UVic Torch Autumn 2003
Autumn 2003,
Volume 25, Number 1

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Photograph by DIANA NETHERCOTT


WHEN HE'S NOT COLLECTING SAMPLES FROM A RESERVOIR or out talking about water, you'll find biologist Prof. Asit Mazumder in his lab in the basement of the Cunningham Building. He leads some 30 investigators who bring varied approaches to the study of drinking water, watersheds and how to keep them safe. He spoke to the Torch on the eve of a national workshop on watershed science.

What are the main objectives of the people in your lab? There are three major focuses. One is to develop sustainable, clean and healthy water strategies and the science for that. The second one is fish and salmon productivity. And the third is contaminants in water and fisheries.

Describe the lab's capabilities. I think our uniqueness is in our interdisciplinary approach. We are, I think, unique in the whole world-a single lab that is looking from the watershed, through to source water, treatment, human health and socio-economic implications of sustaining the environment for clean and healthy water.

How concerned should we be about the water we drink? In Victoria, no concern at all. But there are places that should be seriously concerned-Salt Spring Island, Kelowna, Kamloops. When you do not protect or manage the watershed that supplies the most precious thing, the water that we drink, we are compromising our health. And we are being told that we can solve all our problems with treatment. We cannot.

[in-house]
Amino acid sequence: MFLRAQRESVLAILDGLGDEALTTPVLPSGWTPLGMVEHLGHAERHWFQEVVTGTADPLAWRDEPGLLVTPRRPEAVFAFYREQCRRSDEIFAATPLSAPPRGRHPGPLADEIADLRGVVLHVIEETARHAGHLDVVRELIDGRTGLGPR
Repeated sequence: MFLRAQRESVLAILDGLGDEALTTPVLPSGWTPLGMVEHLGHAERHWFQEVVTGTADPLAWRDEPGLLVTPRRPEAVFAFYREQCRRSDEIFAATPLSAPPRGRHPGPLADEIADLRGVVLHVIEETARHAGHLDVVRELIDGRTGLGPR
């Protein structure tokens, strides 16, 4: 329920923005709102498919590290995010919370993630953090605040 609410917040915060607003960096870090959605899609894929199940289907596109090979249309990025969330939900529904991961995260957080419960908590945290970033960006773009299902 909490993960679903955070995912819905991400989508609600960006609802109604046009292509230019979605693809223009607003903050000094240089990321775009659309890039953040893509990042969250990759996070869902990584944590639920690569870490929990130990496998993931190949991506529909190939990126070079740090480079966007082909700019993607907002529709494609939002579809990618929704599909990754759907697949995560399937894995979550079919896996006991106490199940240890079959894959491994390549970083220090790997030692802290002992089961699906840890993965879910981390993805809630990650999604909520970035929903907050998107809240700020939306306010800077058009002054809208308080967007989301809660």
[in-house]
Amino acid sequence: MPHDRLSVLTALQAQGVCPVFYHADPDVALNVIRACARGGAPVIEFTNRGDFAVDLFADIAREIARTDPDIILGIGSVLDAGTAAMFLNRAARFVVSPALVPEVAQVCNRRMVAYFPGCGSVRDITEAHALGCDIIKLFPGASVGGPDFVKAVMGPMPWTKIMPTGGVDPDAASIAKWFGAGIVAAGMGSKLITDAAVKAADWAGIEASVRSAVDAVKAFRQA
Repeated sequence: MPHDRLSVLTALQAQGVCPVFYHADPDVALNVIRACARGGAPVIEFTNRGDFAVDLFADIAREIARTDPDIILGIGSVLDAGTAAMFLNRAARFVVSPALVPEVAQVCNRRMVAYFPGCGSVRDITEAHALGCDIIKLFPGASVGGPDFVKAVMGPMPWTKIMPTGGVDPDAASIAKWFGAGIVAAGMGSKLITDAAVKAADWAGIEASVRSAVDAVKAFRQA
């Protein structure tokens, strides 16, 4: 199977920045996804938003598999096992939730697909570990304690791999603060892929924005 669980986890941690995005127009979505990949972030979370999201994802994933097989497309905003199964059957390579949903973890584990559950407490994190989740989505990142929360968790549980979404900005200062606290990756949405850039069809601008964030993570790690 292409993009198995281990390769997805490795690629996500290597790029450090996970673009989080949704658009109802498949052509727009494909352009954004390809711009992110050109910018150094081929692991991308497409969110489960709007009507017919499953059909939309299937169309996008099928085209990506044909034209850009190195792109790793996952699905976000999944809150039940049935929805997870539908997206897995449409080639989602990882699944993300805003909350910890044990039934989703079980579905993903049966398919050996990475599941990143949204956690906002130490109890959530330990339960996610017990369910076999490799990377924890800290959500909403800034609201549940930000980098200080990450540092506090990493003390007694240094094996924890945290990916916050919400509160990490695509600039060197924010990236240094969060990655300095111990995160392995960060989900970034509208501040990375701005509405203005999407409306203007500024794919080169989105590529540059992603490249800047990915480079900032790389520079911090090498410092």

So the main concern should be protecting those watersheds? It's not only protection, it's sustainable management of the resource that is important. We need to understand how to manage the system in a sustainable manner-how resources users can give and take, where the top priority is the quality of the environment.

That's what you mean by 'integrated management'? Exactly. We work directly with water utilities, the forest industry and governments so that the knowledge we develop is transferred directly.

What are the key issues on the horizon? Community health and its relationship with the quality of the environment. The other one is pharmaceuticals ending up in drinking water.through waste water running into source water. Not in Victoria. But many other systems have that problem. But I think our first step is to help this province get the science it needs so that we have the best policies in the world to sustain clean and healthy water.

On the Web: uvic.ca/water

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